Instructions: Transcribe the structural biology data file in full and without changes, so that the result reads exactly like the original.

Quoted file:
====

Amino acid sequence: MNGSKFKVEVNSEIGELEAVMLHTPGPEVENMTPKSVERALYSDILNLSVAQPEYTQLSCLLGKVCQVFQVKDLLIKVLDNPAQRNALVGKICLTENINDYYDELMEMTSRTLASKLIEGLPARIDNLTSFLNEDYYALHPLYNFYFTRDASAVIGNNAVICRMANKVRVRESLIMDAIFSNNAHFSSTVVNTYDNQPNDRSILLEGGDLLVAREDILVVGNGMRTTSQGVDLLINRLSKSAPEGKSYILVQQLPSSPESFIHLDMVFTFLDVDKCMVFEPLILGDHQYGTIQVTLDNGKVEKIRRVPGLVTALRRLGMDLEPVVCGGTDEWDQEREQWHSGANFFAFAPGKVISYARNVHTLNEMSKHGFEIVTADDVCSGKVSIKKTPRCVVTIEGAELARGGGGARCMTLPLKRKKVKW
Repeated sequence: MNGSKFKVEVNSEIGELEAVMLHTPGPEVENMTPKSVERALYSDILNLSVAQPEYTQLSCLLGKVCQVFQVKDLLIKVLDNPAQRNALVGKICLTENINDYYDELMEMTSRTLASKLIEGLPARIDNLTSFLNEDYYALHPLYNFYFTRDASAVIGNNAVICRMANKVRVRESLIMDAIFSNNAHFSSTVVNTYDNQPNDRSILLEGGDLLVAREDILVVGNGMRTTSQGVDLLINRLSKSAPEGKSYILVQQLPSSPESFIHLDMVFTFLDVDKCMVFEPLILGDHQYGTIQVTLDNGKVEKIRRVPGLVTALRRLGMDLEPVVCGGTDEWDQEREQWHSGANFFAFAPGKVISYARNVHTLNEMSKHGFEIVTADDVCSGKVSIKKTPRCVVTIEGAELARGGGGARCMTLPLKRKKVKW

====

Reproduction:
Amino acid sequence: MNGSKFKVEVNSEIGELEAVMLHTPGPEVENMTPKSVERALYSDILNLSVAQPEYTQLSCLLGKVCQVFQVKDLLIKVLDNPAQRNALVGKICLTENINDYYDELMEMTSRTLASKLIEGLPARIDNLTSFLNEDYYALHPLYNFYFTRDASAVIGNNAVICRMANKVRVRESLIMDAIFSNNAHFSSTVVNTYDNQPNDRSILLEGGDLLVAREDILVVGNGMRTTSQGVDLLINRLSKSAPEGKSYILVQQLPSSPESFIHLDMVFTFLDVDKCMVFEPLILGDHQYGTIQVTLDNGKVEKIRRVPGLVTALRRLGMDLEPVVCGGTDEWDQEREQWHSGANFFAFAPGKVISYARNVHTLNEMSKHGFEIVTADDVCSGKVSIKKTPRCVVTIEGAELARGGGGARCMTLPLKRKKVKW
Repeated sequence: MNGSKFKVEVNSEIGELEAVMLHTPGPEVENMTPKSVERALYSDILNLSVAQPEYTQLSCLLGKVCQVFQVKDLLIKVLDNPAQRNALVGKICLTENINDYYDELMEMTSRTLASKLIEGLPARIDNLTSFLNEDYYALHPLYNFYFTRDASAVIGNNAVICRMANKVRVRESLIMDAIFSNNAHFSSTVVNTYDNQPNDRSILLEGGDLLVAREDILVVGNGMRTTSQGVDLLINRLSKSAPEGKSYILVQQLPSSPESFIHLDMVFTFLDVDKCMVFEPLILGDHQYGTIQVTLDNGKVEKIRRVPGLVTALRRLGMDLEPVVCGGTDEWDQEREQWHSGANFFAFAPGKVISYARNVHTLNEMSKHGFEIVTADDVCSGKVSIKKTPRCVVTIEGAELARGGGGARCMTLPLKRKKVKW